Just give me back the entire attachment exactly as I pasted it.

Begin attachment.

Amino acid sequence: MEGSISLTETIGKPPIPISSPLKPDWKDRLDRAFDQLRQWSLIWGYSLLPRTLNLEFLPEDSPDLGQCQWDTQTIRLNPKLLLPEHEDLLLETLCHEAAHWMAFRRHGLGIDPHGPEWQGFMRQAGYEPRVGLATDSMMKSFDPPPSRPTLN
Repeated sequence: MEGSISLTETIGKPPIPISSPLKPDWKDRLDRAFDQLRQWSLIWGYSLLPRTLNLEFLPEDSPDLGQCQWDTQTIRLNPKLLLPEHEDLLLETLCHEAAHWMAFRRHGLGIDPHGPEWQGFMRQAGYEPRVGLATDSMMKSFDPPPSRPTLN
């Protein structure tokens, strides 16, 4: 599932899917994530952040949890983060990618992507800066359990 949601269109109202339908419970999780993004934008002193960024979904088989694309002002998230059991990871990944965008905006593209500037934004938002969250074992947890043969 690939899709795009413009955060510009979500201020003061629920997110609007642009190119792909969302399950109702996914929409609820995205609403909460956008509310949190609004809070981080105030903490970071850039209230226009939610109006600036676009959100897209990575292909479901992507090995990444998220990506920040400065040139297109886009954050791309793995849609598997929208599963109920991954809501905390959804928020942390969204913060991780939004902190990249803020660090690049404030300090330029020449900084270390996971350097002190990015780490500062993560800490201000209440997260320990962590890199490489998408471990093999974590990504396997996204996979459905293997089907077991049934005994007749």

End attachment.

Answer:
Amino acid sequence: MEGSISLTETIGKPPIPISSPLKPDWKDRLDRAFDQLRQWSLIWGYSLLPRTLNLEFLPEDSPDLGQCQWDTQTIRLNPKLLLPEHEDLLLETLCHEAAHWMAFRRHGLGIDPHGPEWQGFMRQAGYEPRVGLATDSMMKSFDPPPSRPTLN
Repeated sequence: MEGSISLTETIGKPPIPISSPLKPDWKDRLDRAFDQLRQWSLIWGYSLLPRTLNLEFLPEDSPDLGQCQWDTQTIRLNPKLLLPEHEDLLLETLCHEAAHWMAFRRHGLGIDPHGPEWQGFMRQAGYEPRVGLATDSMMKSFDPPPSRPTLN
């Protein structure tokens, strides 16, 4: 599932899917994530952040949890983060990618992507800066359990 949601269109109202339908419970999780993004934008002193960024979904088989694309002002998230059991990871990944965008905006593209500037934004938002969250074992947890043969 690939899709795009413009955060510009979500201020003061629920997110609007642009190119792909969302399950109702996914929409609820995205609403909460956008509310949190609004809070981080105030903490970071850039209230226009939610109006600036676009959100897209990575292909479901992507090995990444998220990506920040400065040139297109886009954050791309793995849609598997929208599963109920991954809501905390959804928020942390969204913060991780939004902190990249803020660090690049404030300090330029020449900084270390996971350097002190990015780490500062993560800490201000209440997260320990962590890199490489998408471990093999974590990504396997996204996979459905293997089907077991049934005994007749």